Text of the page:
Autocatalytic phosphorylation of receptor tyrosine kinases (RTKs) enables diverse, context-dependent responses to extracellular signals but comes at the price of autonomous, ligand-independent activation.
Researchers observed that autonomous EphA2 activation is suppressed by vesicular recycling and dephosphorylation by protein tyrosine phosphatases 1B (PTP1B) near the pericentriolar recycling endosome.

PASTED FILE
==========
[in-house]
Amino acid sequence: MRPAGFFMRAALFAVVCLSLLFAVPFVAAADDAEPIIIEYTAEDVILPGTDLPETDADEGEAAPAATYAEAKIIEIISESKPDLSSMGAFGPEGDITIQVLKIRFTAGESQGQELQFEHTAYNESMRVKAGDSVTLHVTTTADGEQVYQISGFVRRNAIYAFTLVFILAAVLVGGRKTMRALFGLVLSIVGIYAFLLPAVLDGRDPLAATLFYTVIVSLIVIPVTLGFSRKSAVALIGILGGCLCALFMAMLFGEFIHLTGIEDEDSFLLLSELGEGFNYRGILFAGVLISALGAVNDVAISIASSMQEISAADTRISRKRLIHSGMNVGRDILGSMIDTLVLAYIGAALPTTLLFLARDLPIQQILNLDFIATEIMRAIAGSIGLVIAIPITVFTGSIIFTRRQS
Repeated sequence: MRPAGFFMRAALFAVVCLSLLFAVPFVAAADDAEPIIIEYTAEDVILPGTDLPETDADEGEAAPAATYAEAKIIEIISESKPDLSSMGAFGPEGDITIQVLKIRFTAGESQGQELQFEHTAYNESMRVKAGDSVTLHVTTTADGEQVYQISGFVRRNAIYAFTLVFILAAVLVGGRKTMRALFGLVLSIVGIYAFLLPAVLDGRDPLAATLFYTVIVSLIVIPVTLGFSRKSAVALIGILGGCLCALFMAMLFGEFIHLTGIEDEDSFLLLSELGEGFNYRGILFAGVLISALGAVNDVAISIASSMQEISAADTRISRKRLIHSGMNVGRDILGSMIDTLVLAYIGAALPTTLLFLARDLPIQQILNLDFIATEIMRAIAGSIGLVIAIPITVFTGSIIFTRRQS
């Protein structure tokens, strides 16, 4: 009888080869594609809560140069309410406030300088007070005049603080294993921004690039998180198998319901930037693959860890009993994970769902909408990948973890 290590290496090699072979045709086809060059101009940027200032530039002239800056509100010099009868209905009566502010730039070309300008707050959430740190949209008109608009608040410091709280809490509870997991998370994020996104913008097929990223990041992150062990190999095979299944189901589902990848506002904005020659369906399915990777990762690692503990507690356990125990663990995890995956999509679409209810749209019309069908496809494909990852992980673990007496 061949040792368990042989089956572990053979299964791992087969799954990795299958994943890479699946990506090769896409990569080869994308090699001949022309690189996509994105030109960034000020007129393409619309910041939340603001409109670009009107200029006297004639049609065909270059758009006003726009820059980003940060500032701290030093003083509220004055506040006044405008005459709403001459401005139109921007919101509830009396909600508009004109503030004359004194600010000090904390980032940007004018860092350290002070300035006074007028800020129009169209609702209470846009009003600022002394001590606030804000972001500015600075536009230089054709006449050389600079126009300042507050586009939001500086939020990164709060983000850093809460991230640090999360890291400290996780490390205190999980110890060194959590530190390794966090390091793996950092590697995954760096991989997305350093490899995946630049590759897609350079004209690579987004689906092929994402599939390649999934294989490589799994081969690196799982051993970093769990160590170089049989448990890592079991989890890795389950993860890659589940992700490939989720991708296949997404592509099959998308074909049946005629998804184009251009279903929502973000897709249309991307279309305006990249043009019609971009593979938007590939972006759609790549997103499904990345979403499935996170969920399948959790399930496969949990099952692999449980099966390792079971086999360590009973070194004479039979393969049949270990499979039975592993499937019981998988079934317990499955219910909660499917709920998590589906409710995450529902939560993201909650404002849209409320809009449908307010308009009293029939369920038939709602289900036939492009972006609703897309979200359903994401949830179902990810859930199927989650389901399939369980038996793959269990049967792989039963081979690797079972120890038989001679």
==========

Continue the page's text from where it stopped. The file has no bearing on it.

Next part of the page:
This spatial segregation of catalytically superior PTPs from RTKs at the plasma membrane is essential to preserve ligand responsiveness.
Ligand-induced clustering, on the other hand, promotes phosphorylation of a c-Cbl docking site and ubiquitination of the receptor, thereby redirecting it to the late endosome/lysosome.
Authors show that this switch from cyclic to unidirectional receptor trafficking converts a continuous suppressive safeguard mechanism into a transient ligand-responsive signalling mode.